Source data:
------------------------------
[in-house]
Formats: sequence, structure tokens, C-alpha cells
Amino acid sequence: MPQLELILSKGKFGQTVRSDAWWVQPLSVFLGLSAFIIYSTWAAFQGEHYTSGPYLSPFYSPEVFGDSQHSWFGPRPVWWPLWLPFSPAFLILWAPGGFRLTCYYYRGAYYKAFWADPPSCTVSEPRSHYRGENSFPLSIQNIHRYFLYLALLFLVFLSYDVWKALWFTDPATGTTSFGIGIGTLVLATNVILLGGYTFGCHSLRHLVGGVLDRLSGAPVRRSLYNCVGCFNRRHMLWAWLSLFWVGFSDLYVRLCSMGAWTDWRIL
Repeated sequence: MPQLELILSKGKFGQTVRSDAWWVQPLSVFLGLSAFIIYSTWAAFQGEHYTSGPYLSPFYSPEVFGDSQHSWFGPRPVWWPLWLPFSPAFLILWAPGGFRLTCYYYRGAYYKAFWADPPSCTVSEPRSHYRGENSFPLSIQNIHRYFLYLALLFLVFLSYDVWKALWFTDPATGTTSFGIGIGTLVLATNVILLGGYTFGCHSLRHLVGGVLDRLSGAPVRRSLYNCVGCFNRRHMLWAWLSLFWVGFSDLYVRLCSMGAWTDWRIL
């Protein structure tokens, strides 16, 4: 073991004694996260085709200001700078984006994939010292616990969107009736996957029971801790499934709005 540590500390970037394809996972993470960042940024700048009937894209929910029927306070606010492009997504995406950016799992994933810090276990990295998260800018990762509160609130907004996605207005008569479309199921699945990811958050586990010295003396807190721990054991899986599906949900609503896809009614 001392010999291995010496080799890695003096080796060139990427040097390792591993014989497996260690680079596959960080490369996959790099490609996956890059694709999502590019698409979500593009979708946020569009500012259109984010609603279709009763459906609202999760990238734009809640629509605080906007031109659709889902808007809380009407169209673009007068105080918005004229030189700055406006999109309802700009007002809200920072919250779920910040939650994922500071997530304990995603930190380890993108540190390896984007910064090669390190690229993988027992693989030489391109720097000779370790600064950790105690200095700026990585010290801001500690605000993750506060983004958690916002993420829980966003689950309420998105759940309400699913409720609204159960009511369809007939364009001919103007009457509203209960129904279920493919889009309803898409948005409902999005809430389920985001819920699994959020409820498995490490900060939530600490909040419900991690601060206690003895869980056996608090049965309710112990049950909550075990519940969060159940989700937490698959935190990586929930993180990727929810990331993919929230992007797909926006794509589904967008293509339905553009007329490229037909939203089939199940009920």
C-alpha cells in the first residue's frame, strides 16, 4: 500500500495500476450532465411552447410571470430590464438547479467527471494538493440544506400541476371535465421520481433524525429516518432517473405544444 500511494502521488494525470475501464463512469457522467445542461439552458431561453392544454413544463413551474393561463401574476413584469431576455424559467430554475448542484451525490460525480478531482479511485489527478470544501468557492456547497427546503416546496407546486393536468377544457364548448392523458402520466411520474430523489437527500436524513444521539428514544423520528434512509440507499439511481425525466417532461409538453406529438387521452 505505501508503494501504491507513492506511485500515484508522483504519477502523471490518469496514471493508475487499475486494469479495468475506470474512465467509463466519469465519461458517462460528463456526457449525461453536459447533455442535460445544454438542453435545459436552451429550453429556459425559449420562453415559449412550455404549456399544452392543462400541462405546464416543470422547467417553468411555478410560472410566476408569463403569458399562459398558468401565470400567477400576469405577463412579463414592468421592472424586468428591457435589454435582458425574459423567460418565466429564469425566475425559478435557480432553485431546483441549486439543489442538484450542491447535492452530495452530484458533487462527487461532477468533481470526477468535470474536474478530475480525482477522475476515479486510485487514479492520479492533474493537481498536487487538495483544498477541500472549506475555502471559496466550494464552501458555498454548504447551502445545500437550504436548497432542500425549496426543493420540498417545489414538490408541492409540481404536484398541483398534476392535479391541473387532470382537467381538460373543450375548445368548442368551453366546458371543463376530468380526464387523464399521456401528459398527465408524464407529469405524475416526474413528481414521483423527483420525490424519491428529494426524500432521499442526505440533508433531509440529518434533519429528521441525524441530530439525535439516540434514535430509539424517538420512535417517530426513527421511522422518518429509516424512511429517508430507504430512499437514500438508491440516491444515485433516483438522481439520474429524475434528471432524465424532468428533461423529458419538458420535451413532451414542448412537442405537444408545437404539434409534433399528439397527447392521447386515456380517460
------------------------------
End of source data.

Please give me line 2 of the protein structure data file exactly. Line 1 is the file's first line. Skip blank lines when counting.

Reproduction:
Formats: sequence, structure tokens, C-alpha cells